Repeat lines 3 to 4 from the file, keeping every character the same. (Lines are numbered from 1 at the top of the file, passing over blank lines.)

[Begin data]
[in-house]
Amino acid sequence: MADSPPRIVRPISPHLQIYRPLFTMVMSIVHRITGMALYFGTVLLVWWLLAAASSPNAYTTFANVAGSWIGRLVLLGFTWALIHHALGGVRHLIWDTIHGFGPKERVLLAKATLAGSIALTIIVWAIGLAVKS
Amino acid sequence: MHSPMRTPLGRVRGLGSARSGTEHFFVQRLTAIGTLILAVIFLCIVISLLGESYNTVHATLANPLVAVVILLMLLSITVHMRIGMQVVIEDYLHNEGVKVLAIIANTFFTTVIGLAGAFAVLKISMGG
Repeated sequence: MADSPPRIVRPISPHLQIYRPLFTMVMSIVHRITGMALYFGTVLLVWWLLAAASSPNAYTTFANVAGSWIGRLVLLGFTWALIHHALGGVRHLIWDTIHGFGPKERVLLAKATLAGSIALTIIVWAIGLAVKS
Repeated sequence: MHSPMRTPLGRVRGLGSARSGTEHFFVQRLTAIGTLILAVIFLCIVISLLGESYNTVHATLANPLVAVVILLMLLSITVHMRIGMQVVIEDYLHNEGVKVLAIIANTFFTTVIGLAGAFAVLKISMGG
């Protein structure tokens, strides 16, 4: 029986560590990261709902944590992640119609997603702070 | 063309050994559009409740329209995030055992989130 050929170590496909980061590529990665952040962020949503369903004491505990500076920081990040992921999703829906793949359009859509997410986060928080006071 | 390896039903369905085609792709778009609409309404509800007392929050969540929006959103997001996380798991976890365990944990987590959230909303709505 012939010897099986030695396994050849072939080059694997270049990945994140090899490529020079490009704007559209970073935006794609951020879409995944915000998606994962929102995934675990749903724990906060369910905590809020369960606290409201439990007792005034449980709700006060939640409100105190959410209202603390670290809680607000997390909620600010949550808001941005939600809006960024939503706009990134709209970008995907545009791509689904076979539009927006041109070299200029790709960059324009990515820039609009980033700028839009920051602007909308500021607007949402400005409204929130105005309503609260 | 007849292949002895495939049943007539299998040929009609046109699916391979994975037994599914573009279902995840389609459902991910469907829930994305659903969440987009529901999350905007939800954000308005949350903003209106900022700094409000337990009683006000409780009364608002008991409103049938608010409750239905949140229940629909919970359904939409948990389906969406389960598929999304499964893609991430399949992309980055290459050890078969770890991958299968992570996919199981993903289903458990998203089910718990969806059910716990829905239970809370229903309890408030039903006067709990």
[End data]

Amino acid sequence: MHSPMRTPLGRVRGLGSARSGTEHFFVQRLTAIGTLILAVIFLCIVISLLGESYNTVHATLANPLVAVVILLMLLSITVHMRIGMQVVIEDYLHNEGVKVLAIIANTFFTTVIGLAGAFAVLKISMGG
Repeated sequence: MADSPPRIVRPISPHLQIYRPLFTMVMSIVHRITGMALYFGTVLLVWWLLAAASSPNAYTTFANVAGSWIGRLVLLGFTWALIHHALGGVRHLIWDTIHGFGPKERVLLAKATLAGSIALTIIVWAIGLAVKS